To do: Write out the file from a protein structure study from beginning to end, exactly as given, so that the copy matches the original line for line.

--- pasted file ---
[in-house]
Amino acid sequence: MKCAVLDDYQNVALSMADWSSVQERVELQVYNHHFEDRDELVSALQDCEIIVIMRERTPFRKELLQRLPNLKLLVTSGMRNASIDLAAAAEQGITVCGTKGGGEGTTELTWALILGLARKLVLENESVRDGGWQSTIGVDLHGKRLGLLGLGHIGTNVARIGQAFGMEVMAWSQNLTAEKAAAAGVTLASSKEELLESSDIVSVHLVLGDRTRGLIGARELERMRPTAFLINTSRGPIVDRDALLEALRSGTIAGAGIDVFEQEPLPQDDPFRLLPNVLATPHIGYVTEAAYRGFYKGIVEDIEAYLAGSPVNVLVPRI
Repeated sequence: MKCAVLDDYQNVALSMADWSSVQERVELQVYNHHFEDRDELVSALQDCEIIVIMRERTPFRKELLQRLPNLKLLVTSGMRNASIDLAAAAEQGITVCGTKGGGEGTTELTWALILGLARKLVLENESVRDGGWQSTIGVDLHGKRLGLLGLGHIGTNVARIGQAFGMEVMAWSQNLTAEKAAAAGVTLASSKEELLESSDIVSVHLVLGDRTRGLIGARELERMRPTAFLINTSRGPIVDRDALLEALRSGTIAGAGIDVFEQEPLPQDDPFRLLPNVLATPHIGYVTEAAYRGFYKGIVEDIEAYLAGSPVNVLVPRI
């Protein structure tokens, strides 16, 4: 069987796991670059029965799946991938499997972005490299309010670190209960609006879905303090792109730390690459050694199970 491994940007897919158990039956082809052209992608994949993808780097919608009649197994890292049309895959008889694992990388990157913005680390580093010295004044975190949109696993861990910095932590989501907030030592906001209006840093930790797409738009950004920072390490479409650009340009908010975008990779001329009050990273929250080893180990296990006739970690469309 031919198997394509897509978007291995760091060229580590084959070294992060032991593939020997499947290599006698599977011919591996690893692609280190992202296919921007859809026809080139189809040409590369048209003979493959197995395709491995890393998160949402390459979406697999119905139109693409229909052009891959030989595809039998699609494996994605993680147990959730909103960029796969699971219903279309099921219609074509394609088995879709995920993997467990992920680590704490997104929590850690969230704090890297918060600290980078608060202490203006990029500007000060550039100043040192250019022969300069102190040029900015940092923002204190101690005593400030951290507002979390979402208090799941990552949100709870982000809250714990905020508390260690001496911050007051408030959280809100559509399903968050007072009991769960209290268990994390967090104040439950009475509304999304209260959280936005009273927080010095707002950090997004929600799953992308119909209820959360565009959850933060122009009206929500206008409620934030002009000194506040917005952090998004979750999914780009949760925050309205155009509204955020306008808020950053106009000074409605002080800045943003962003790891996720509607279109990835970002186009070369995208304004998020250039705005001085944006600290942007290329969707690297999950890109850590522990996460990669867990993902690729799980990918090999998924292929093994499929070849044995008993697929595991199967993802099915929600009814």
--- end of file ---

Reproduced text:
[in-house]
Amino acid sequence: MKCAVLDDYQNVALSMADWSSVQERVELQVYNHHFEDRDELVSALQDCEIIVIMRERTPFRKELLQRLPNLKLLVTSGMRNASIDLAAAAEQGITVCGTKGGGEGTTELTWALILGLARKLVLENESVRDGGWQSTIGVDLHGKRLGLLGLGHIGTNVARIGQAFGMEVMAWSQNLTAEKAAAAGVTLASSKEELLESSDIVSVHLVLGDRTRGLIGARELERMRPTAFLINTSRGPIVDRDALLEALRSGTIAGAGIDVFEQEPLPQDDPFRLLPNVLATPHIGYVTEAAYRGFYKGIVEDIEAYLAGSPVNVLVPRI
Repeated sequence: MKCAVLDDYQNVALSMADWSSVQERVELQVYNHHFEDRDELVSALQDCEIIVIMRERTPFRKELLQRLPNLKLLVTSGMRNASIDLAAAAEQGITVCGTKGGGEGTTELTWALILGLARKLVLENESVRDGGWQSTIGVDLHGKRLGLLGLGHIGTNVARIGQAFGMEVMAWSQNLTAEKAAAAGVTLASSKEELLESSDIVSVHLVLGDRTRGLIGARELERMRPTAFLINTSRGPIVDRDALLEALRSGTIAGAGIDVFEQEPLPQDDPFRLLPNVLATPHIGYVTEAAYRGFYKGIVEDIEAYLAGSPVNVLVPRI
């Protein structure tokens, strides 16, 4: 069987796991670059029965799946991938499997972005490299309010670190209960609006879905303090792109730390690459050694199970 491994940007897919158990039956082809052209992608994949993808780097919608009649197994890292049309895959008889694992990388990157913005680390580093010295004044975190949109696993861990910095932590989501907030030592906001209006840093930790797409738009950004920072390490479409650009340009908010975008990779001329009050990273929250080893180990296990006739970690469309 031919198997394509897509978007291995760091060229580590084959070294992060032991593939020997499947290599006698599977011919591996690893692609280190992202296919921007859809026809080139189809040409590369048209003979493959197995395709491995890393998160949402390459979406697999119905139109693409229909052009891959030989595809039998699609494996994605993680147990959730909103960029796969699971219903279309099921219609074509394609088995879709995920993997467990992920680590704490997104929590850690969230704090890297918060600290980078608060202490203006990029500007000060550039100043040192250019022969300069102190040029900015940092923002204190101690005593400030951290507002979390979402208090799941990552949100709870982000809250714990905020508390260690001496911050007051408030959280809100559509399903968050007072009991769960209290268990994390967090104040439950009475509304999304209260959280936005009273927080010095707002950090997004929600799953992308119909209820959360565009959850933060122009009206929500206008409620934030002009000194506040917005952090998004979750999914780009949760925050309205155009509204955020306008808020950053106009000074409605002080800045943003962003790891996720509607279109990835970002186009070369995208304004998020250039705005001085944006600290942007290329969707690297999950890109850590522990996460990669867990993902690729799980990918090999998924292929093994499929070849044995008993697929595991199967993802099915929600009814």